Observational Evidence of Decadal-Scale Variability of the North Atlantic Ocean

SYDNEY LEVITUS1, JOHN I. ANTONOV1, ZHOU ZENGXI2, HARRY DOOLEY3,

VLADIMIR TSERESCHENKOV4, KONSTANTIN SELEMENOV4, AND ANTHONY F.

MICHAELS5

ABSTRACT

Temperature and salinity time series 27 to 45 years in length are presented for two locations in the North Atlantic. These data are from Ocean Weather Station "C" (52.75°N, 35.5°W), located in the subarctic gyre, and Station "S" (32.16°N, 64.5°W), located in the subtropical gyre. Decadal-scale variability is evident in the deep ocean as well as the upper ocean at these locations. At Station "S", annual mean temperature at 1750 m depth increased by 0.3°C from 1960 to 1990, with salinity also increasing. At OWS "C" annual mean temperature and salinity in the 1,000-to-1,500 m layer increased on the order of tenths of a degree centigrade and 0.02-0.04 psu respectively between 1966 and 1974. From 1975 to 1985 both these parameters decreased by somewhat larger amounts than the earlier increase. At a minimum, these changes indicate that a redistribution of heat and salt have occurred in the North Atlantic Ocean on decadal time scales.

INTRODUCTION

At the beginning of the twentieth century support for research in the field of physical oceanography was justified by the belief that variability of ocean environmental quantities such as temperature and salinity might be responsible for the interannual variability of fisheries. The International Council for the Exploration of the Sea (ICES) was established at this time (1902) for the purpose of coordinating such studies on an international scale. The governments of the various north European countries that founded ICES recognized the requirement to undertake such studies multi-nationally. Many of the founders of the field of physical oceanography, such as V. W. Ekman and M. Knudsen, were scientific members of this organization.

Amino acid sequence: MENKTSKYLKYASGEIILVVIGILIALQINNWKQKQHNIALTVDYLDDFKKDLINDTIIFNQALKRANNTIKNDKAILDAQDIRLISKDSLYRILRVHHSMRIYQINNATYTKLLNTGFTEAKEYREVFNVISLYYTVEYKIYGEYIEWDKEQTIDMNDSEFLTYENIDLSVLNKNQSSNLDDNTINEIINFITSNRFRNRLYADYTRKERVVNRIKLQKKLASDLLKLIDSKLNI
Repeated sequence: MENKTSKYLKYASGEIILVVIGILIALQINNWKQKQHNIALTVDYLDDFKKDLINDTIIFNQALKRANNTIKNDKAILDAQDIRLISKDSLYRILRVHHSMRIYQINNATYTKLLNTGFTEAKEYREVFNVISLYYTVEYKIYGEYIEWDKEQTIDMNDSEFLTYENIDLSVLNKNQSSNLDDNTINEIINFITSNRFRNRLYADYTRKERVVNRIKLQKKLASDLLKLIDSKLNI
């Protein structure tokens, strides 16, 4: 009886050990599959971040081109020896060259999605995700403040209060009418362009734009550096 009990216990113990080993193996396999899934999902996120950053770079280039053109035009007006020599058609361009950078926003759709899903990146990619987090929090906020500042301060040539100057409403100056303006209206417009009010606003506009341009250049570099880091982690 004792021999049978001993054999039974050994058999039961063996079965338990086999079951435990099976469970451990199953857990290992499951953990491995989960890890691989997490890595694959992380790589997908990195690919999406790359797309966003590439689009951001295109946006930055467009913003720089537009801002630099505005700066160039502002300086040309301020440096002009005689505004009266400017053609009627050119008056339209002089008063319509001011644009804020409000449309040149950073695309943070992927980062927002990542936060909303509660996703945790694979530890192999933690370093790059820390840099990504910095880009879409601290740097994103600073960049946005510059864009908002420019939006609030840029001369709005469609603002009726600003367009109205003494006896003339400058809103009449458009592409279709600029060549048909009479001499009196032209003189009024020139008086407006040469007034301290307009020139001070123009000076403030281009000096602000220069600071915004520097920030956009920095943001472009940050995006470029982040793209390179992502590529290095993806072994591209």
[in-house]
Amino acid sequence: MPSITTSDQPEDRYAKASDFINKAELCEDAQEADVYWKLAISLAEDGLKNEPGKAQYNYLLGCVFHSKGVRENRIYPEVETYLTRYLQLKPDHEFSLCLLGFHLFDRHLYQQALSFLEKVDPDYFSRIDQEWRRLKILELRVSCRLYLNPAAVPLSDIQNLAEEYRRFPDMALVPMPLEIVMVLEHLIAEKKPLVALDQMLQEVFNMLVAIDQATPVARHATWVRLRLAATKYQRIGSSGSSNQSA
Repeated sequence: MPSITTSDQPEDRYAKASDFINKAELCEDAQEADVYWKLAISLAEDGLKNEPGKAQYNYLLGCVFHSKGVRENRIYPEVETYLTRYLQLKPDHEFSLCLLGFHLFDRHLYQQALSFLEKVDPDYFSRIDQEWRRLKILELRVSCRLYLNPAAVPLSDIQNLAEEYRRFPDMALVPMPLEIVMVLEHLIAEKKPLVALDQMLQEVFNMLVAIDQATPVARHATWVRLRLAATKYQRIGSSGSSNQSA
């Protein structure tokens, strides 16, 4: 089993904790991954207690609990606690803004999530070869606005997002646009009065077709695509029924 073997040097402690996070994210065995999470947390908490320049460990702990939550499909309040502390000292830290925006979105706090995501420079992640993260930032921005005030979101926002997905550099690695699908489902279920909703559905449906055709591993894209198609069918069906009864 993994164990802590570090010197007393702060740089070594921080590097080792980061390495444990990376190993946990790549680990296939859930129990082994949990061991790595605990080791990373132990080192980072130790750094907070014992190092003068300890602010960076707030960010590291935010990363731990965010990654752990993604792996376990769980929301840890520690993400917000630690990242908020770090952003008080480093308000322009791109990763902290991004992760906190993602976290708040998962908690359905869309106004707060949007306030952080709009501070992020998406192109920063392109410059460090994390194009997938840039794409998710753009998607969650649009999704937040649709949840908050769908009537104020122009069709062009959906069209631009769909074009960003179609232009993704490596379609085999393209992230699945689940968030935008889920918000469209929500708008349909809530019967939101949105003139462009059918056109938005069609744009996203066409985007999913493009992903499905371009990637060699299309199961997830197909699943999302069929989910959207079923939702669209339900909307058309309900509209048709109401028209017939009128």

One of the earliest descriptions of interannual variability

1  

NOAA National Oceanographic Data Center, Washington, D.C.

2  

Department of Meteorology, University of Maryland, College Park, Maryland

3  

International Council for Exploration of the Sea, Copenhagen, Denmark

4  

State Oceanographic Institute, Moscow, Russia

5  

Bermuda Biological Station for Research, Inc., Ferry Reach, Bermuda



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